Wilson’s doesn’t go for anything stylized though there’s a few dolly tracking shots and some unique camera angles as he mostly uses medium shots and close-ups for the film. Even as it plays into the film’s climatic riot that is caused by a simple accident as it has moments of thrills but also some big laughs where Wilson manages to find the right balance for these moments. Overall, Wilson creates a very funny and lively film about a bunch of misfits becoming police officers.
Cinematographer Michael D. Marguiles does excellent work with the cinematography as it‘s quite straightforward with some unique lighting schemes for the interior/exterior scenes set at night. Editors Robert Brown and Zach Staenberg do nice work with the editing as it‘s very straightforward with some stylish rhythmic cuts to play into the film‘s humor. Production designer Trevor Williams, with set decorator Steve Shewchuk and art director Dennis Davenport, does brilliant work with the design of the Police Academy facilities as well as some of the locations in the city such as the climatic riot sequence.
Costume designer Christopher Ryan does terrific work with the costumes from the different array of clothes of the characters prior to joining the academy to the uniforms and sweats they would wear in training. Sound editor Anthony Ippolito does superb work with the sound from the way some of Jones‘ own sound effects are presented to the sounds of gunfire and other things. The film’s music by Robert Folk is amazing for its bombastic theme as well as other score pieces that range from jazz to rock to play into some of the action and humor while the music soundtrack includes pieces of dance music, jazz, pop, and tango music for the scenes at the Blue Oyster Bar.
The casting by Pamela Basker and Fern Champion is incredible as it features some notable small roles from Ted Ross as Captain Reed who knew Mahoney’s father, Debralee Scott as Fackler’s wife in a very funny scene, Doug Lennox as the main bad guy in the riot sequence, Georgina Spelvin as a hooker who is tasked to get Barbara in trouble, and George R. Robertson as the city’s police leader Chief Hurst. Other notable small roles include Leslie Easterbrook as the very tough yet sensuous Sgt. Callahan, Brant Von Hoffman and Scott Thomson in their respective roles as the jerk cadets Blankes and Copeland, Bruce Mahler as the accident-prone Fackler who always unknowingly cause trouble, Andrew Rubin as the suave ladies man George Martin, and Donovan Scott as the cowardly Barbara who would gain some guts in the academy as they all give some funny performances.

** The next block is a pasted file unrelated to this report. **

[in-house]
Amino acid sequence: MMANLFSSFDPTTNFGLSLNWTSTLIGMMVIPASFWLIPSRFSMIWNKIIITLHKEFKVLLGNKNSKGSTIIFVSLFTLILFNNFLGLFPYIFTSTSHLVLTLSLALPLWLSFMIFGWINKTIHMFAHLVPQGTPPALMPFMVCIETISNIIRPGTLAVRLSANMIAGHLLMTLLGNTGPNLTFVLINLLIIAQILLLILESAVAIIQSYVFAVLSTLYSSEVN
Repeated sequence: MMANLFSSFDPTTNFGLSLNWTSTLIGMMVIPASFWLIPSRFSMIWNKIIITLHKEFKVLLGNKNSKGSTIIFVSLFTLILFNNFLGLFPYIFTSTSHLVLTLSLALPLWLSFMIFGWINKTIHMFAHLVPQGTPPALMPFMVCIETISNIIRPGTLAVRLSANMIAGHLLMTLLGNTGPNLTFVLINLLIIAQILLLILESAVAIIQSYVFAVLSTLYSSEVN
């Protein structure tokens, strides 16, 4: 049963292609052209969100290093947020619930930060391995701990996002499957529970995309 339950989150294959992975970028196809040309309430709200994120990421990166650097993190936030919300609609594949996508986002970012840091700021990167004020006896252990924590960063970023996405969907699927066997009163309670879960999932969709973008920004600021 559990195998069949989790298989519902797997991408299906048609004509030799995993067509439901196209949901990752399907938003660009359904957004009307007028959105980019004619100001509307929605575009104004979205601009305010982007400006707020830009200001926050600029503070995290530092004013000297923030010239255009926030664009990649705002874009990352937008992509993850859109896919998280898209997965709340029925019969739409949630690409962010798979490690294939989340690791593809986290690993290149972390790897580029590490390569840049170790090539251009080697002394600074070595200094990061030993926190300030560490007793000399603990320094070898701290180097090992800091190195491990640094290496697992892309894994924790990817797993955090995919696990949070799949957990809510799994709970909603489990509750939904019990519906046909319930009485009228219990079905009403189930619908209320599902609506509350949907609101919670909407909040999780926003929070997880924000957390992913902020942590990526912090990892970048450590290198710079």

Marion Ramsey is terrific as the meek Laverne Hooks who could barely speak loudly as she would later find her own voice and confidence as a cop. Michael Winslow is excellent as Larvell Jones as a man who can sound effects with his own mouth as he would prove to be very useful for the police force. David Graf is fantastic as Eugene Tackleberry as a man who loves guns and to kick ass as he is also this off-the-wall adrenaline junkie. Bubba Smith is superb as Moses Hightower as a gigantic man with great strength who is also quite humble and only uses violence when necessary. Kim Cattrall is wonderful as Karen Thompson as a socialite who joins the academy to broaden her view of the world as she would become Mahoney’s love interest.
G.W. Bailey is brilliant as Lt. Thaddeus Harris who sees the new cadets as dirt bags as he decide to train them till they quit as he finds an opponent in Mahoney. George Gaynes is amazing as Commandant Eric Lassard as the police academy’s leader who is an eccentric individual that wants to give the cadets a chance while spending a lot of time with his goldfish. Finally, there’s Steve Guttenberg in a remarkable performance as Carey Mahoney as a troublemaker who is unable to cope with authority as he is forced to join the academy to avoid jail time as he eventually decides to be a cop despite the bullying tactics of Harris, Blankes, and Copeland.
Police Academy is marvelous film from Hugh Wilson that features a great cast led by Steve Guttenberg. The film is definitely not just one of the finest comedies of the 1980s but also a film that refuses to take itself seriously while giving audiences characters to root for. In the end, Police Academy is a phenomenal film from Hugh Wilson.
Police Academy Films: Police Academy 2: Their First Assignment - Police Academy 3: Back in Training - Police Academy 4: Citizens on Patrol - Police Academy 5: Assignment Miami Beach - Police Academy 6: City Under Siege - Police Academy: Mission to Moscow